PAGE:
Tags: pubmed

PubMed Commons
Posted On: Friday, December 6, 2013 - 17:46 by Leila Ledbetter

PubMed Commons
System for commenting on articles in PubMed

In October, NCBI released a pilot version of a new service in PubMed that allows researchers to post comments on individual PubMed abstracts. PubMed Commons was created in response to repeated requests by the scientific community for such a forum to be part of PubMed.

According to NCBI, “PubMed Commons is a forum for open and constructive criticism and discussion of scientific issues. It will thrive with high quality interchange from the scientific community.”

PubMed Commons...

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Categories: Explore Tools, Resource Updates

Tags: pubmed

Quertle: An Alternative Search Engine to PubMed
Posted On: Thursday, February 9, 2012 - 17:07 by Beverly Murphy

What is it? Alternative semantic search engine for PubMed

There are many alternative interfaces to PubMed, but Quertle tries to do something more. It includes additional content, including open access articles from PubMed Central and BioMed Central, grant documents from NIH’s RePORTER database, drug and chemical information from TOXLINE...

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Categories: Explore Tools

Tags: pubmed

PubMed's Advanced Search Gets a Makeover
Posted On: Tuesday, December 13, 2011 - 12:36 by Beverly Murphy

Late yesterday afternoon, PubMed released some new updates to its interface, the most notable of which is a makeover for the Advanced Search page. As many of you know, this is the place to combine multiple sets to refine or expand your search. The updates are mostly cosmetic, but here's a short list to keep you searching:

  • An Add link now appears in the table to make it easier to combine sets from your history using the search builder boxes. You can still type them in yourself if you prefer - just be sure to include the # before the set number to ensure the system knows you are referring to a specific set.
  • The builder and the search box have been combined. This won't make much difference to most users, since having them separate often meant...
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    Tags: pubmed

    iPads: Accessing Library Resources from Home
    Posted On: Friday, July 23, 2010 - 14:25 by Beverly Murphy

    Those of you with iPads (and those of you still mulling the purchase over) may be curious about how to access library resources on your iPad. If you are on the Duke wireless network, you should have few problems accessing our tools. Some of our resources may not look perfect on the mobile Safari browser, but as long as you are on the Diamonds wireless network, you should not be prompted for additional user names and passwords.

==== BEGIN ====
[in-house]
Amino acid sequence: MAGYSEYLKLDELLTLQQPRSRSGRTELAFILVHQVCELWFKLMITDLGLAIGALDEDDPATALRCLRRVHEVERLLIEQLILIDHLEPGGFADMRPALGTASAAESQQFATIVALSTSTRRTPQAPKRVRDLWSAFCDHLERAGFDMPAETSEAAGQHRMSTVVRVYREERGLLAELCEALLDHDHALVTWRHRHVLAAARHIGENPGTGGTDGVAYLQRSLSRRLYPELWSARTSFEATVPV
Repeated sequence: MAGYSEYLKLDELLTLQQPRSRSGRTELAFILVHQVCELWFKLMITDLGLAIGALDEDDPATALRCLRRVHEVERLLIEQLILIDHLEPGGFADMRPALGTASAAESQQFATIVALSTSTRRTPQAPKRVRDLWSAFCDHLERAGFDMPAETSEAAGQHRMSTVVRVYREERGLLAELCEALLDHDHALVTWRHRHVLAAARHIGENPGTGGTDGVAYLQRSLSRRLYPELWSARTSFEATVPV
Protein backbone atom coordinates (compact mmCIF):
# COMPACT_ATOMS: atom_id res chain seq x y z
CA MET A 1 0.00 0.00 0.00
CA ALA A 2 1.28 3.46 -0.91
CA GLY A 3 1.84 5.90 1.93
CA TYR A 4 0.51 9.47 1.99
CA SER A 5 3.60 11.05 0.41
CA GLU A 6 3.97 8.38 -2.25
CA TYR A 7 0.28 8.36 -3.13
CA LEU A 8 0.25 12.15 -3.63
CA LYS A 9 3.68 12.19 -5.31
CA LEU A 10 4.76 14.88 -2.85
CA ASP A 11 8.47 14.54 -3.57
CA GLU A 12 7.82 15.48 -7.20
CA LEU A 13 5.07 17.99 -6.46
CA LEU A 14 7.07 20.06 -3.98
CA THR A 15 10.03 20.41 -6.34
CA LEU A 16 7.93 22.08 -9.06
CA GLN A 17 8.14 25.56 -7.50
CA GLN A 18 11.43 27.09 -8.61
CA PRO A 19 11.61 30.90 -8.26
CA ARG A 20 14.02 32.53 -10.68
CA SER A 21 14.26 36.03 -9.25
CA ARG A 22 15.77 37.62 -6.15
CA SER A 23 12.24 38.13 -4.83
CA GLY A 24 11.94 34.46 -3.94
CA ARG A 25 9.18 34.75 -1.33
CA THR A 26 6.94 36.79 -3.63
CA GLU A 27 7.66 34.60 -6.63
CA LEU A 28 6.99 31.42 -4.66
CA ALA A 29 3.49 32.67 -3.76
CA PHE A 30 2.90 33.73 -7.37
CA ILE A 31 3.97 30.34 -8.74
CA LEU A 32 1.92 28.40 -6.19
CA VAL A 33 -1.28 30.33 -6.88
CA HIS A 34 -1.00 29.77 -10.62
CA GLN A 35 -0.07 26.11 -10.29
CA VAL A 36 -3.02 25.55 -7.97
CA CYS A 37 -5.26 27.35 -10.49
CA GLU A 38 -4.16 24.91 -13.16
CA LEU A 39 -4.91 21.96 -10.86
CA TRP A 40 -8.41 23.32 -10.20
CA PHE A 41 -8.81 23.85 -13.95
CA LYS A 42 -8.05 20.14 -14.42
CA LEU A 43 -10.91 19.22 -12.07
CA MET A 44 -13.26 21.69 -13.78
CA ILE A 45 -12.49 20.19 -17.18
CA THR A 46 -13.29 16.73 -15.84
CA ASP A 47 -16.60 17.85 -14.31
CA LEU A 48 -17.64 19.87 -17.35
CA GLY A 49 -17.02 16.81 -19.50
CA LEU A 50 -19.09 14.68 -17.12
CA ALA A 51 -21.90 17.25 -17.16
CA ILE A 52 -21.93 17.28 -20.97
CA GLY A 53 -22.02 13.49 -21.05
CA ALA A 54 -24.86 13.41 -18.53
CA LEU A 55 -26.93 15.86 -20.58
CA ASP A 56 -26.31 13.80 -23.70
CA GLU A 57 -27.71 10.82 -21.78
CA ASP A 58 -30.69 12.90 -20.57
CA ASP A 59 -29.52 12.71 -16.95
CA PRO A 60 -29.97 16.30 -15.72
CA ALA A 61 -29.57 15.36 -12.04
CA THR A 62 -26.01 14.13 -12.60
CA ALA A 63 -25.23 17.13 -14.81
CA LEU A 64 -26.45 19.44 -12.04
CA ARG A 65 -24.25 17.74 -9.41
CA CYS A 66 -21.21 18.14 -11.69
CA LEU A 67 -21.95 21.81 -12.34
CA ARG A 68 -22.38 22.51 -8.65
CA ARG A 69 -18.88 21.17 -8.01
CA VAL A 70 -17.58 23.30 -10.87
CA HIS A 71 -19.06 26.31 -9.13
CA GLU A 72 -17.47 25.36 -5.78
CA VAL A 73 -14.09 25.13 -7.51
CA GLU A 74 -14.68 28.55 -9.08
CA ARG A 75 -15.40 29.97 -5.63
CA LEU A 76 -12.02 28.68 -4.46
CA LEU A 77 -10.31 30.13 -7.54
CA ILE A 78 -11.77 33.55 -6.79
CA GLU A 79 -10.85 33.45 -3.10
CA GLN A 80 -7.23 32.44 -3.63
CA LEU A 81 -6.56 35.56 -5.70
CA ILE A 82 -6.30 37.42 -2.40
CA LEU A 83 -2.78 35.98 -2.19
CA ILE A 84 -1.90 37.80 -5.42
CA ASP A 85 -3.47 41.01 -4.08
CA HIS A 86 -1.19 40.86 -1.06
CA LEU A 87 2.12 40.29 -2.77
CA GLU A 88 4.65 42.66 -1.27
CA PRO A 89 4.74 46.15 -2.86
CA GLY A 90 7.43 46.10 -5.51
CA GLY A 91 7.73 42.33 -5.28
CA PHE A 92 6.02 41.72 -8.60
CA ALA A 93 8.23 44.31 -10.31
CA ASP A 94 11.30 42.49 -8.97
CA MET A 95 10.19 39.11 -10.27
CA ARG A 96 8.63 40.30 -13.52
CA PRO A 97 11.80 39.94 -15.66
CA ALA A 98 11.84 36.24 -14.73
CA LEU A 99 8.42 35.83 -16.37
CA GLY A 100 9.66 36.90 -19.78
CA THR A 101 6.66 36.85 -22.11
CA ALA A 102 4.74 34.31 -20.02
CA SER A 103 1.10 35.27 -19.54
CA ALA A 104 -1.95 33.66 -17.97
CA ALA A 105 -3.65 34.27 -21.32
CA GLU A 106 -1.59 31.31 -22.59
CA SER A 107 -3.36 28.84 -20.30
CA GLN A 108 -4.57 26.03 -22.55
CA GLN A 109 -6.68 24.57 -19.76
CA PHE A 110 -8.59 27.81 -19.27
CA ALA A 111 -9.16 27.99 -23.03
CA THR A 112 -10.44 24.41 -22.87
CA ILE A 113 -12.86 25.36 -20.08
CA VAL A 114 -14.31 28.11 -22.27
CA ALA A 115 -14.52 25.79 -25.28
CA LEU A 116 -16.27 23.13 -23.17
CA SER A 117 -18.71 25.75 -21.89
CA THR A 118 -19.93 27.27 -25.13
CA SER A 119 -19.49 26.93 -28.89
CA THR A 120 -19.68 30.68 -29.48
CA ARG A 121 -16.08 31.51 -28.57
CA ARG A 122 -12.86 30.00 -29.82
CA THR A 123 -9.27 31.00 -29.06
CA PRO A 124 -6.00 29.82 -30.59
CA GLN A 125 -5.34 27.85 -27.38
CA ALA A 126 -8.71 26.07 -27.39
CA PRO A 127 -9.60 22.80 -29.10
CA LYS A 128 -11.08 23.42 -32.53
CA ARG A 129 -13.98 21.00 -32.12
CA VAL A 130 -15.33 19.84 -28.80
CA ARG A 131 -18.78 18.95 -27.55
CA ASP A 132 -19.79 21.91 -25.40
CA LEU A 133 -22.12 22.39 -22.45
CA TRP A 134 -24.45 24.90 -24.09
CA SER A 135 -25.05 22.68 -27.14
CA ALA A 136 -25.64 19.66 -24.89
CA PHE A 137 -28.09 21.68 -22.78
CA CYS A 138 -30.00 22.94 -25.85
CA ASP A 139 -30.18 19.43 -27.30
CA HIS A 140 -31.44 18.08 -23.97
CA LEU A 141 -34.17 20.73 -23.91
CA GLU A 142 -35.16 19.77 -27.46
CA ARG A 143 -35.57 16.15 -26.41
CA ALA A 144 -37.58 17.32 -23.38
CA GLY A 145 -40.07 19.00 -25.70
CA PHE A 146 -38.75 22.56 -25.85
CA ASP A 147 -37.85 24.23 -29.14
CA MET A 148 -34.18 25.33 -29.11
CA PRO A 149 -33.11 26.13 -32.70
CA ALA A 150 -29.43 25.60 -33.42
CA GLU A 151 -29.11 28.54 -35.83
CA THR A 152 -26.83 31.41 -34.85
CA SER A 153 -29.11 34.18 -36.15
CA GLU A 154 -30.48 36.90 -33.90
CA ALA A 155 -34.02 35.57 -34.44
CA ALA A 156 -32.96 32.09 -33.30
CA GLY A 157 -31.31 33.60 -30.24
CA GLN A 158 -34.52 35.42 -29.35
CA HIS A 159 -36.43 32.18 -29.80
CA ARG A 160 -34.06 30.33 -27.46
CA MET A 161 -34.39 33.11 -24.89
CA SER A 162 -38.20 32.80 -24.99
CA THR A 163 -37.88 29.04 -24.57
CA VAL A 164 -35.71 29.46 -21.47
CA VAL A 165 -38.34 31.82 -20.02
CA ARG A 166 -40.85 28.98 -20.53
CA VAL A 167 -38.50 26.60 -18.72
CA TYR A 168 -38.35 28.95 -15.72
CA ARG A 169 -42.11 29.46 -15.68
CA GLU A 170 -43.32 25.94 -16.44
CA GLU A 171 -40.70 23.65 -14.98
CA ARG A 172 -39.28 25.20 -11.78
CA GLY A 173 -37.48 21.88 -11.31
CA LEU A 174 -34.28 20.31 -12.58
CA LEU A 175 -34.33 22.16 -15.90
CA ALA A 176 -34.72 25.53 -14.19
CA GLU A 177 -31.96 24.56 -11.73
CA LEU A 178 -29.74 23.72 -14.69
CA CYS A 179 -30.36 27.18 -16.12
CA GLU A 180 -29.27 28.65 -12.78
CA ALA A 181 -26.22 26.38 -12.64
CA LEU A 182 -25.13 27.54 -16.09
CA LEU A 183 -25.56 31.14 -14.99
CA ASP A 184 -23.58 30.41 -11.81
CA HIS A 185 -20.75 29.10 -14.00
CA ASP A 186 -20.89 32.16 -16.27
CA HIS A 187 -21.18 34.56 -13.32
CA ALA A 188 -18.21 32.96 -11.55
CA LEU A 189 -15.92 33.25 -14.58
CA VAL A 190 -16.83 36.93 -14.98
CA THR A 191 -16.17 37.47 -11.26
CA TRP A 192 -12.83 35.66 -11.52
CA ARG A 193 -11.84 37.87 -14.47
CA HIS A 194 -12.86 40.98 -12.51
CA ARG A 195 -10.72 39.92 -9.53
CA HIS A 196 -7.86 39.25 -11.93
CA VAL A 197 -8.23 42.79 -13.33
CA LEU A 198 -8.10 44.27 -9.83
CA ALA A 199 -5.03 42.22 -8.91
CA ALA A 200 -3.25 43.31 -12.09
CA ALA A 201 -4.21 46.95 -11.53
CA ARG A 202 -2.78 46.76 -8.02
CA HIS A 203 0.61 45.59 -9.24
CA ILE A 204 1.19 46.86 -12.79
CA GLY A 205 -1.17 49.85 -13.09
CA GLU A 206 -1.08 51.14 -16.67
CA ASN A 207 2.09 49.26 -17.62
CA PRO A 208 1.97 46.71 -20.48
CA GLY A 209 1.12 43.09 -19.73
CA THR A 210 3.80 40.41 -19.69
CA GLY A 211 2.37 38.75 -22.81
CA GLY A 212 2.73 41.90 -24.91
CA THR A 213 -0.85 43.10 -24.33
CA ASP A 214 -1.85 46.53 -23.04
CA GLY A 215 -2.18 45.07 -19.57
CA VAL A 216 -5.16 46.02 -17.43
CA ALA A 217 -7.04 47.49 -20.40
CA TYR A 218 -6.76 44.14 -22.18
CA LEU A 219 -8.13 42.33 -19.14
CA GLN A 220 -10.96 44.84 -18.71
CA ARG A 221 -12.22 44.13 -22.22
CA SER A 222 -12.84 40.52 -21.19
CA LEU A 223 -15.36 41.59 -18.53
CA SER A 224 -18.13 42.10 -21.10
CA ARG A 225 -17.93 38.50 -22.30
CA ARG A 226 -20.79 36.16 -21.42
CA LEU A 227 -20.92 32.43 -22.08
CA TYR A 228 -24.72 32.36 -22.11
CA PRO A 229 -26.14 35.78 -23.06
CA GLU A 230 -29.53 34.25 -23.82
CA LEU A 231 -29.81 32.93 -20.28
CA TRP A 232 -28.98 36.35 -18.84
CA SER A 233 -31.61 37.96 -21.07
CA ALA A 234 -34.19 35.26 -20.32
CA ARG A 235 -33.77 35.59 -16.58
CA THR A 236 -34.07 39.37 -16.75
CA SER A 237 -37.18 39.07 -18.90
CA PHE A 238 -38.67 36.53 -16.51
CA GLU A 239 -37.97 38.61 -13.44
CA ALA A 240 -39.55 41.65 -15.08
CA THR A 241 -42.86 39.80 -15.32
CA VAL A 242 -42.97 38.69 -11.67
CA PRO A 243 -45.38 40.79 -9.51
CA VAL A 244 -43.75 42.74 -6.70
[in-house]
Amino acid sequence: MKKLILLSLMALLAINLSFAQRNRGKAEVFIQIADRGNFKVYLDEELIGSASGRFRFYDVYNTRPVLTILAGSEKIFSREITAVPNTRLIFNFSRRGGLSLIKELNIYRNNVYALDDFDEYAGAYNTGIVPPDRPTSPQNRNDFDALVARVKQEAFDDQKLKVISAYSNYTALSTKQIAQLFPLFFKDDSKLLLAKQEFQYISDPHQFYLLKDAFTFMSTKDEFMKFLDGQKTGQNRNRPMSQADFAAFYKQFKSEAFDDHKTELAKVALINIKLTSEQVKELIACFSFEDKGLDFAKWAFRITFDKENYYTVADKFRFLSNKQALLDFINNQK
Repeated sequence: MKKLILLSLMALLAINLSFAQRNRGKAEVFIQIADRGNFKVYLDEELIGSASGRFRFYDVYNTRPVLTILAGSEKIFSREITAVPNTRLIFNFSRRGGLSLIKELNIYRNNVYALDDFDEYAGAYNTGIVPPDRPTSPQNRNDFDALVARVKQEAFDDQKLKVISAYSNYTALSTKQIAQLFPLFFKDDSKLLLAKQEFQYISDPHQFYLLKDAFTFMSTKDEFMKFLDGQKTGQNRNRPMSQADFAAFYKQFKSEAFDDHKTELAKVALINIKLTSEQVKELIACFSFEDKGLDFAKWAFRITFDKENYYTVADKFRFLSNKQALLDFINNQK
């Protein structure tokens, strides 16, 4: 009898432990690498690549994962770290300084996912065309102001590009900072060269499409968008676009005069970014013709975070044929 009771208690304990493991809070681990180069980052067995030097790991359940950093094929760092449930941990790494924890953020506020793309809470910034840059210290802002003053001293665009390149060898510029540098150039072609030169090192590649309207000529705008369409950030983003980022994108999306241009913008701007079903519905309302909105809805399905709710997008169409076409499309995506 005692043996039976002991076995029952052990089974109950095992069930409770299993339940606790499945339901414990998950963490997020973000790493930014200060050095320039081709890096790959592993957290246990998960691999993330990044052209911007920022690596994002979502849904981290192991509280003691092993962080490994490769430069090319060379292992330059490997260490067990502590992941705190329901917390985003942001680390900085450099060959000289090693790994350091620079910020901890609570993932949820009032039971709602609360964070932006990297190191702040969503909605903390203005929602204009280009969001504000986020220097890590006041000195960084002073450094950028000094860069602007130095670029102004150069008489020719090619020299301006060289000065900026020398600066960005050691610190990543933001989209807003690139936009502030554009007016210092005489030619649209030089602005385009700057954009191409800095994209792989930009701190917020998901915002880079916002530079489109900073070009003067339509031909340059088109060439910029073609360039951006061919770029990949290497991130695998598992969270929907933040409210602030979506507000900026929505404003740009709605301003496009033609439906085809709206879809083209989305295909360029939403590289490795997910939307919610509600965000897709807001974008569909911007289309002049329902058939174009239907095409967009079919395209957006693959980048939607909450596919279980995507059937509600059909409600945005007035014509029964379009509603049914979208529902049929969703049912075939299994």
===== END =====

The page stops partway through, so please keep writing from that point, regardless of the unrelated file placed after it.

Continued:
If you are at home, however, you may run into some problems. The OIT Help Desk reports that the Duke and DHTS VPNs will not work on the iPad. Until they work out a solution, you will not be able to access some of the Medical Center Library's resources, which do require the VPN, on the device.

    The good news is that many of our resources will work....

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    Tags: pubmed

    Explore: PubGet
    Posted On: Tuesday, June 15, 2010 - 13:28 by Beverly Murphy

    Pubget is an alternate interface for PubMed that makes it ridiculously easy to get PDFs of articles. Set your library preferences to Duke University, then search for an article or subject. Pubget delivers your results with whatever PDFs Duke subscribes to pre-loaded with your results.

    There is a downside to Pubget, and it’s in the searching. Pubget strips out all the cool mapping and indexing that happen behind the scenes in PubMed (or with the MeSH database, if you’re used to using that), and instead serves up results that are sometimes befuddling. We all know there are probably more than 10,000 articles on heart attacks in PubMed, but that’s all Pubget finds. So if you are trying to do a thorough search, stick with PubMed. Now, if you just need to find a PDF for an article you...

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    Categories: Explore Tools

    Tags: pubmed

    New PubMed: Exporting Citations into EndNote
    Posted On: Friday, January 15, 2010 - 17:00 by Beverly Murphy

    When saving citations in PubMed for importing into EndNote there are two ways to do so:

  • Use the Display Results link and limit your download (using File Save As from your browser) to 200 citations.
  • Use the Send To link > Click Send To > Select File > Click Format dropdown and change to MEDLINE > Click Create File Button and you will be allowed to save more than 200 citations in the MEDLINE format used by EndNote.
  • Note: The EndNote PubMed filter was changed in November 2009! You need to update your EndNote filter!

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    Tags: pubmed, endnote, citation management